In­trigu­ing tale of a life sub­tly cor­rupted

The Irish Times - Friday - The Ticket - - BOOKS REVIEWS - DE­CLAN O’DRISCOLL

AT DUSK HWANG SOK-YONG, TRANS­LATED BY SORA KIM-RUS­SELL Scribe, 192pp, £12.99

How, or when, does a life be­gin to fal­ter? Per­haps the mis­takes of youth can be for­given and only the later com­pro­mises, dis­hon­esty and be­tray­als count against a per­son? How might we de­cide? For Park Min­woo, one of two nar­ra­tors in Hwang Sok-yong’s qui­etly prob­ing novel At Dusk, there is no great mo­ment of self-con­fronta­tion or re­al­i­sa­tion, but rather sub­tle point­ers to flaws and fail­ings. Park is not a ter­ri­ble per­son. His faults arise more from his hes­i­ta­tions than from his ac­tions. More, per­haps, from the so­ci­ety of which he is a part than from any res­o­lute choices of his own.

The dis­ap­pointed, lonely, mid­dle-aged, mid­dle-class man is hardly rare in fic­tion, but the man­ner in which Hwang Sok-yong al­lows us to grow our un­der­stand­ing of his main char­ac­ter gives the novel much of its ap­peal. Park Min­woo, a very suc­cess­ful ar­chi­tect, has just given a lec­ture when we first meet him. The de­tails of the talk and all sub­se­quent de­tails come di­rectly from him, so we must judge for our­selves the truth and hon­esty of ev­ery­thing he says as well as be alert to the mo­ments when he re­veals him­self in un­in­tended ways.

We soon know that he has a wife and daugh­ter, but that both live in the US and that nei­ther of them in­tends com­ing back to live in Korea. We see him walk around the area in which he grew up – a town he hasn’t vis­ited in some time – and no­tice how quickly he is dis­ori­ented. So much has changed, but he is part of the rea­son such change has oc­curred. He is part of a com­pany, and a cor­rupt sys­tem of pol­i­tics and plan­ning, that has forced the poor out of their homes – us­ing vi­o­lence if nec­es­sary – to build high-rise apart­ments on the newly va­cated land.

Kin­dandthought­ful

Al­ter­nat­ing with the chap­ters nar­rated by Park Min­woo are chap­ters in which a young woman, with as­pi­ra­tions to be a play­wright and ac­tor, gives an­other first-per­son ac­count of a life, one that is also bur­dened with doubts and re­morse; the in­evitable con­se­quence of ex­is­tence. But she is a kind and thought­ful per­son and it is of­ten the most or­di­nary de­tails of her life that en­gage the most. Her part-time job, work­ing the night shift in an all-hours shop, pro­vides sim­ple, oddly in­ter­est­ing de­tails from be­hind the counter.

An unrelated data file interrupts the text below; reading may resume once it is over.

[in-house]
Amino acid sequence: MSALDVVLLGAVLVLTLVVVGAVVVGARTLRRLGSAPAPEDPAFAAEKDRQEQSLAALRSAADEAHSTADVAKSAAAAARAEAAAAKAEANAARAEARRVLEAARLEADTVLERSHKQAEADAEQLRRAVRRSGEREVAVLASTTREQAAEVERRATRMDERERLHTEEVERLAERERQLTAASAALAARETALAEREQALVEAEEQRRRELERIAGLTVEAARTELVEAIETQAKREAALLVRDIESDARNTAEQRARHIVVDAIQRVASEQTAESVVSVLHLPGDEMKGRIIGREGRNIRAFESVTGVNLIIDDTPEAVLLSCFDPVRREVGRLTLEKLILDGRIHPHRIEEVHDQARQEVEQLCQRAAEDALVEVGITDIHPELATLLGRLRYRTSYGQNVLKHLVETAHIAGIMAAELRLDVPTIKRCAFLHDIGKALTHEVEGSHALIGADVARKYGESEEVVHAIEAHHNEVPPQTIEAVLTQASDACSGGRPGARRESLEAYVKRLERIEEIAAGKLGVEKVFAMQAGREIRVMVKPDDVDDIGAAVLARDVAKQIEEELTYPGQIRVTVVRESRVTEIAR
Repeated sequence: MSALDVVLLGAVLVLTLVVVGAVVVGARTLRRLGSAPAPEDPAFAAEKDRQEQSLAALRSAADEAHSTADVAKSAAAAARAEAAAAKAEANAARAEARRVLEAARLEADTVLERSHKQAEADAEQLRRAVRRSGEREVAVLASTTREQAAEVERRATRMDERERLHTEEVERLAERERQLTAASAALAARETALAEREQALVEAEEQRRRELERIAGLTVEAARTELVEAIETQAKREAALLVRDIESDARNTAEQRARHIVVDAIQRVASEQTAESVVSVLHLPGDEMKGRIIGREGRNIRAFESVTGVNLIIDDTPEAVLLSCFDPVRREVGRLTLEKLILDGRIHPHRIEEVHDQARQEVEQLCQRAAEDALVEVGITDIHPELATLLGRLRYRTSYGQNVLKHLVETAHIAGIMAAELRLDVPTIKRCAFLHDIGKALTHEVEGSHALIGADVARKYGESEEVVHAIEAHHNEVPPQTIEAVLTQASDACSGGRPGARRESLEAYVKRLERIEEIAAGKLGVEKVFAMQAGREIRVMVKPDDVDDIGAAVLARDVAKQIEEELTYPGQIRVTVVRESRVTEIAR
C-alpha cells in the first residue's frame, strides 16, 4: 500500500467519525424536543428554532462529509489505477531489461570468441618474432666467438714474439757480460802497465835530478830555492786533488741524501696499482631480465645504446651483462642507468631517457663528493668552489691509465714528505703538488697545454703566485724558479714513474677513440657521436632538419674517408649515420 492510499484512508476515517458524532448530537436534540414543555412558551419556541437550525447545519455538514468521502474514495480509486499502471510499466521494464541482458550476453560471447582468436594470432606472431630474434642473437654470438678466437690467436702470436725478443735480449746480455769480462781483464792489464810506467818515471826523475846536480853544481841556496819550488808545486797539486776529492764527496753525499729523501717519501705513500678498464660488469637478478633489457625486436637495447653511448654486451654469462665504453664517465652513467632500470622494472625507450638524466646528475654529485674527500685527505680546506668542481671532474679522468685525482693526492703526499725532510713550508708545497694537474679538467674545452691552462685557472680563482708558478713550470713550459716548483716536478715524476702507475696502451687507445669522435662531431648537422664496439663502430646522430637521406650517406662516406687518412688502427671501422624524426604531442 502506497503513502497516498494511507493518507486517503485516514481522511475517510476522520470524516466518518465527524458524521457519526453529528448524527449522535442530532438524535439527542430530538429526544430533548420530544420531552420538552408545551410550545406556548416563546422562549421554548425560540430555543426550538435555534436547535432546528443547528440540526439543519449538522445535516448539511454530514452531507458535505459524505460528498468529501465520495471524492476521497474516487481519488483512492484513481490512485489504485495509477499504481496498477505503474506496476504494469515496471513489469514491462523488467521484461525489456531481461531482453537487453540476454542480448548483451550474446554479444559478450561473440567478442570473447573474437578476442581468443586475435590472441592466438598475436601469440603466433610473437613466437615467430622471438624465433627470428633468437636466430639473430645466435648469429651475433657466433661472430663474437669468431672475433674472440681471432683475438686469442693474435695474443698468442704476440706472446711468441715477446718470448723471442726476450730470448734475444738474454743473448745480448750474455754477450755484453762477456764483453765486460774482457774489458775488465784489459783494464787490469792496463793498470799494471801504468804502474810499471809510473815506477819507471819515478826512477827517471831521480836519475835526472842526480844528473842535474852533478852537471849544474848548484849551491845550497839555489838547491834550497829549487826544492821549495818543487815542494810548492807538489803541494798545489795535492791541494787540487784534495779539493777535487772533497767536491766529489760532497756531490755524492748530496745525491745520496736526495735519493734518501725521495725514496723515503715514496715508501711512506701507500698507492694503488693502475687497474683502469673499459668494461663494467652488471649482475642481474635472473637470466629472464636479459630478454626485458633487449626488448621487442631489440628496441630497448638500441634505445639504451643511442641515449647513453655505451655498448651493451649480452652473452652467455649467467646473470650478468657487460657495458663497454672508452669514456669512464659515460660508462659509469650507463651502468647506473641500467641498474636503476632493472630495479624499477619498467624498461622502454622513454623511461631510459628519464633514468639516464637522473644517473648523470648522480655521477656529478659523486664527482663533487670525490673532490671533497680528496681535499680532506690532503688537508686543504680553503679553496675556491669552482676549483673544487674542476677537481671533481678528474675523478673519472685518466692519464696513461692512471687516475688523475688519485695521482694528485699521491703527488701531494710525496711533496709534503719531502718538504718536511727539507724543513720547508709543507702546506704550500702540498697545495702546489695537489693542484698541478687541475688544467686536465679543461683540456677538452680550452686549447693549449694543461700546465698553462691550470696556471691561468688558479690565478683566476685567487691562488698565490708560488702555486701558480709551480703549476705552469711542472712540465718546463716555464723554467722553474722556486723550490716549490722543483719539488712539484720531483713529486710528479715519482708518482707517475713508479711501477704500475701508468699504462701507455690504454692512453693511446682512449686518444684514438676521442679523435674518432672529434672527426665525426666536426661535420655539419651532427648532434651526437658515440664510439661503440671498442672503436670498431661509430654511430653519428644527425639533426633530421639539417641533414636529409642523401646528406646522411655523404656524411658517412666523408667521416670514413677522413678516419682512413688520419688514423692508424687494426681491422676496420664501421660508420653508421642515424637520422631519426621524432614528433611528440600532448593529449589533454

Park Min­woo grows up in a slum where ed­u­ca­tion be­yond a cer­tain level is un­usual and only one other per­son, a girl called Cha Soona, goes to school at an ad­vanced level. This al­lows them to in­ter­act and to share an in­ter­est in se­ri­ous lit­er­a­ture (Hesse and Dos­to­evsky are men­tioned) while around them a very vi­o­lent street life plays out. It’s a vi­o­lence that is present to a far greater ex­tent at the gov­ern­ment level, es­pe­cially dur­ing the time of mil­i­tary dic­ta­tor­ship un­der Park Chung-hee and later at the time of the Gwangju up­ris­ing, about which Han Kang has writ­ten in her novel Hu­man Acts. It is at such times that Park Min­woo shows a marked weak­ness: “I sym­pa­thised with those who were fight­ing so­cial in­jus­tices, but at the same time ... I was able to for­give my­self for not get­ting in­volved. Over time this turned into a kind of ha­bit­ual res­ig­na­tion, and it be­came sec­ond na­ture for me to re­gard ev­ery­thing around me with an air of cool in­dif­fer­ence.”

Short-livedguilt

A sim­i­lar abil­ity to re­main de­tached per­sists when he is aware of the ex­tent of the cor­rup­tion in­volved in gain­ing con­tracts to build houses. “We took the crumbs that those in power tossed our way and used them to grow our own wealth. And even if we did pri­vately feel some guilt about it, we all knew the feel­ing wouldn’t last. In fact, we still know it.”

At first the two nar­ra­tive threads seem un­re­lated but, of course, they tighten around each other to be­come like a sin­gle strand, seen from very dif­fer­ent per­spec­tives. Cha Soona has, it seems, at­tempted to re­con­nect with Park to let him know some de­tails of the dif­fi­cult life she has led since they were close friends. Can events in the past be al­tered in the present? In a video of an in­ter­view with an­other ar­chi­tect, at a ret­ro­spec­tive of his work, he says: “Ar­chi­tec­ture is not the de­struc­tion of mem­ory, it is the del­i­cate re­struc­tur­ing of peo­ple’s lives on top of a sketch of those me­mories.” So it is with this in­trigu­ing novel.

South Korean nov­el­ist Hwang Sok-yong.

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